Implement FFI spec behaviour for *CString family
|Reported by:||batterseapower||Owned by:|
|Type of failure:||None/Unknown||Test Case:|
|Related Tickets:||Differential Rev(s):|
Although the FFI spec requires the *CString functions in Foreign.C.String to use the locale encoding to interpret the supplied CString, the implementation currently uses ASCII.
I have implemented this feature, and at the same time have changed the behaviour of the encoder upon encountering non-decodable characters to silently ignore them. The rationale behind this is just that the previously-specified behaviour (replace them with ?) was in fact also unimplemented and just ignoring them is marginally easier.
Here are some discussion points:
- It seems a shame not to expose a general interface to peek CStrings in any supported TextEncoding.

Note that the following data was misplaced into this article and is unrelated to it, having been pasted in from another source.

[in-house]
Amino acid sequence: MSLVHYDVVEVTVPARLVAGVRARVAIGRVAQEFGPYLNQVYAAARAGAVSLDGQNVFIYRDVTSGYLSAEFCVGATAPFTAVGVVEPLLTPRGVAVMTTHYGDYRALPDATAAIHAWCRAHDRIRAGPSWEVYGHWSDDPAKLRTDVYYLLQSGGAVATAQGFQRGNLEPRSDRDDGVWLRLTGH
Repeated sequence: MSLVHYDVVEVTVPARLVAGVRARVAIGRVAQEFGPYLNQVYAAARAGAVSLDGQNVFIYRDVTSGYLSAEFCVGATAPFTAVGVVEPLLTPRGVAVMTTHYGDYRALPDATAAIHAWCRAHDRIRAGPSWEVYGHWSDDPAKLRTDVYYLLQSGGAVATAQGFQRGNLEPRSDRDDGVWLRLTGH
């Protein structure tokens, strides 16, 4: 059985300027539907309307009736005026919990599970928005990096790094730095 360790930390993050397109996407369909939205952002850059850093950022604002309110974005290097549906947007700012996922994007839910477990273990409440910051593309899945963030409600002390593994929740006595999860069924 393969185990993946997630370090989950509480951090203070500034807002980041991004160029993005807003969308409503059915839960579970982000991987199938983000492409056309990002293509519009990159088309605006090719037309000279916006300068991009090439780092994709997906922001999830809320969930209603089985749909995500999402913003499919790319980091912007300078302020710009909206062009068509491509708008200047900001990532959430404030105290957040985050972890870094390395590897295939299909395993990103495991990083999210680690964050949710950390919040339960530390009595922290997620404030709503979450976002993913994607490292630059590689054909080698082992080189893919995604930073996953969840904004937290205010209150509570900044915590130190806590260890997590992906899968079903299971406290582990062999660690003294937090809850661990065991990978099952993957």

- I'm not a fan of either the "ignore" error handling behaviour or the "replace with ?" behaviour. In my opinion we should throw an exception upon encoding failure because how to recover in this situation in general will depend on the user application
- I could implement the replace-with-? error handling behaviour with modest extra effort, if it is deemed necessary.
- To ensure that this patch does not change the behaviour of GHC in any way, I replaced every instance of a *CString function with a call to the CAString equivalent, and marked the source with a comment of the form "-- UNICODE". The intention is that if and when this patch is accepted I will then go back and figure out what is really going on in each case and choose the correct function to call.
- Some of the occurrences of CString in my GHC repo came from projects with a distinct upstream, such as Cabal. Should I be submitting these patches upstream rather than here?
I note that if we did expose a version of the CString functions that took a TextEncoding, it would then be easy for the user to decode ignoring errors instead, because they could simply supply a TextEncoding with different error-handling behaviour.
I have validated this patch on Windows and OS X, and not seen any reproducible failures above and beyond the usual set.